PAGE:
If you have osteoporosis, your doctor has likely told you about calcium supplements. Your bones depend on calcium, and if you aren't getting enough from your diet, supplements are essential. Calcium supplements are also essential after parathyroid surgery, and most of my parathyroid patients want guidance on which one to buy. At this point I’ve treated thousands of patients on pretty much every type of calcium supplement, and I’ve even tried a few myself.
Pure calcium is a metal, but that is not what you find in supplements. Calcium, in nature and in the supplement aisle, exists primarily bound to something else in a compound. The most common is called calcium carbonate. This is the one you find in eggshells and limestone. In supplements, calcium carbonate is the cheapest and most widely available form of calcium; it’s the main ingredient in Tums, Caltrate, Os-Cal, and “oyster shell” calcium.
Calcium citrate is another common compound used in supplements. It is a little more expensive, and isn’t quite as common as calcium carbonate, but you can get it in the drugstore as the main ingredient in Citracal Maximum and its generic versions.
If you start looking, you will find other forms of calcium: calcium gluconate, calcium lactate, and tricalcium phosphate are just a few. Again, calcium is never floating around by itself; there is no supplement with pure elemental calcium in it. Calcium carbonate and calcium citrate are the most common forms, and are the ones we have the most research on.
This contains calcium made by algae, which is mostly calcium carbonate. The big difference with AlgaeCal is that it also contains many other minerals and micronutrients present in algae, which many other supplements lack. Some of these are known to aid in calcium metabolism, though it isn’t completely clear that you need to take supplements for them (you probably get enough from your diet).
Calcium supplements often affect the gastrointestinal tract. All of the types can cause intestinal upset, but calcium carbonate is particularly notorious for causing constipation and bloating. Not everyone will get constipated when taking it, but a significant number will. They will have hard stools, bloating, flatulence, and abdominal discomfort. When this happens, many people quite reasonably decide to stop taking calcium supplements. Simply trying a different brand at the drugstore may not help, since there is a good chance it contains calcium carbonate as well.
Other forms of calcium tend to cause constipation as well, though not as often as calcium carbonate. Calcium citrate tends to perform the best; there are fewer gastrointestinal side effects compared to other calcium supplements. Interestingly, some patients taking high doses of Citracal Maximum experience not constipation but loose stools.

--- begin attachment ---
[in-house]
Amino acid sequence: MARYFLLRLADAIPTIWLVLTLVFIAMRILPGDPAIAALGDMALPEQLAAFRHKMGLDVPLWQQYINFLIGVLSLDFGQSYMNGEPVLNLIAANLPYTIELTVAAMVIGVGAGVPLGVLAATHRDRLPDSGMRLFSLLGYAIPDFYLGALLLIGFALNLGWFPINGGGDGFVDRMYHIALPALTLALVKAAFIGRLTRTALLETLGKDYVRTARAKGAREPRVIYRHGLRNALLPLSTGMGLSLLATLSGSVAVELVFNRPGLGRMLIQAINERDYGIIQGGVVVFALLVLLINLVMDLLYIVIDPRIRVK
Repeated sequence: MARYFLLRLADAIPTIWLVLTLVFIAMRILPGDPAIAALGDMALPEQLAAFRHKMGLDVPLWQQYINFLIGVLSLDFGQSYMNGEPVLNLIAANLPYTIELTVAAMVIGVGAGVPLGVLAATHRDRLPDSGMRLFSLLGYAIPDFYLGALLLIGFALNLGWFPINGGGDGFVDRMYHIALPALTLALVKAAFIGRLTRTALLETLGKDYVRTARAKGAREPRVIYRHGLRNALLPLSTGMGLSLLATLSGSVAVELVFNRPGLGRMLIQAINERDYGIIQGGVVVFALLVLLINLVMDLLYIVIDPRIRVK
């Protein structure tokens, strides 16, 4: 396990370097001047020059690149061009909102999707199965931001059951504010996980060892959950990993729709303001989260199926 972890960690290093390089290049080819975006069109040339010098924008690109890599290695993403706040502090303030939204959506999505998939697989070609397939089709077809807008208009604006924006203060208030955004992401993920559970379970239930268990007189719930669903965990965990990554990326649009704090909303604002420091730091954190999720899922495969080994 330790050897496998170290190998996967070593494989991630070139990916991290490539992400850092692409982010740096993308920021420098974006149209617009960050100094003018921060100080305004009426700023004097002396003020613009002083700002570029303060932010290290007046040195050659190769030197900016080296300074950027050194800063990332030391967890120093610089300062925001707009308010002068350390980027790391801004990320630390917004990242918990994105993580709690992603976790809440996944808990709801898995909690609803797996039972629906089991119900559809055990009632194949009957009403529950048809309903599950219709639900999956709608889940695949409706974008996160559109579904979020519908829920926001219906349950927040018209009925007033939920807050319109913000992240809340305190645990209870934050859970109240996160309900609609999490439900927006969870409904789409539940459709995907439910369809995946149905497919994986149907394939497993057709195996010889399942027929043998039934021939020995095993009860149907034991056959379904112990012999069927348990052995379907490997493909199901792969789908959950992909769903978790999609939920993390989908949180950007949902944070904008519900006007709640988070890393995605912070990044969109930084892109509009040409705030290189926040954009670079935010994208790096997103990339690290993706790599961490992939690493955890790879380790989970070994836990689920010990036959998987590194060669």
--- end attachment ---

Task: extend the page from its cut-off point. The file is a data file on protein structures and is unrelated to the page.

Often overlooked in online summaries of calcium supplements (and in doctors’ recommendations), palatability is probably the most important consideration for many patients. Supplements vary widely in this regard.
The most common option is a large, hard tablet. Citracal Maximum and Oscal are good examples. The pills are always large, because calcium takes up a lot of space. This is why your multivitamin only has a tiny amount of calcium – the pill can only fit a small amount in addition to all of the other vitamins and minerals. Some calcium pills are massive; Citracal Maximum is a “horse pill” that can be difficult to get down without choking, especially for women. You can break it in half, but when you do that you end up with sharp edges, which can make it even more unpleasant. You can also crush it and mix it in a drink or apple sauce, but that might not hide the taste.
For those with difficulty swallowing large pills, there are chewable and gummi calcium supplements. But they may not be any easier to tolerate. I’ve tried chewable calcium tabs that were so unbearably chalky that I had trouble ingesting just one tab. There was no way I could get down the three per serving that the bottle recommended. Others are sickeningly sweet, covered in sugar.
Of course this is subjective. Some people can’t stand vanilla-orange flavoring, but others will prefer it. I can’t swallow large pills easily, but many of my patients have no issues with downing huge pills. The most palatable calcium pill will not be the same for everyone, and many people will need to experiment with multiple types to find the right one.
We have fairly good studies comparing the intestinal absorption of calcium carbonate and calcium citrate, and it is clear that calcium citrate is more readily absorbed. Calcium carbonate requires stomach acid to break down prior to absorption, so it needs to be taken with food to maximize its absorption. And someone on medications that decrease stomach acid (such as antacids or proton pump inhibitors like omeprazole or Nexium) may not get the full dose.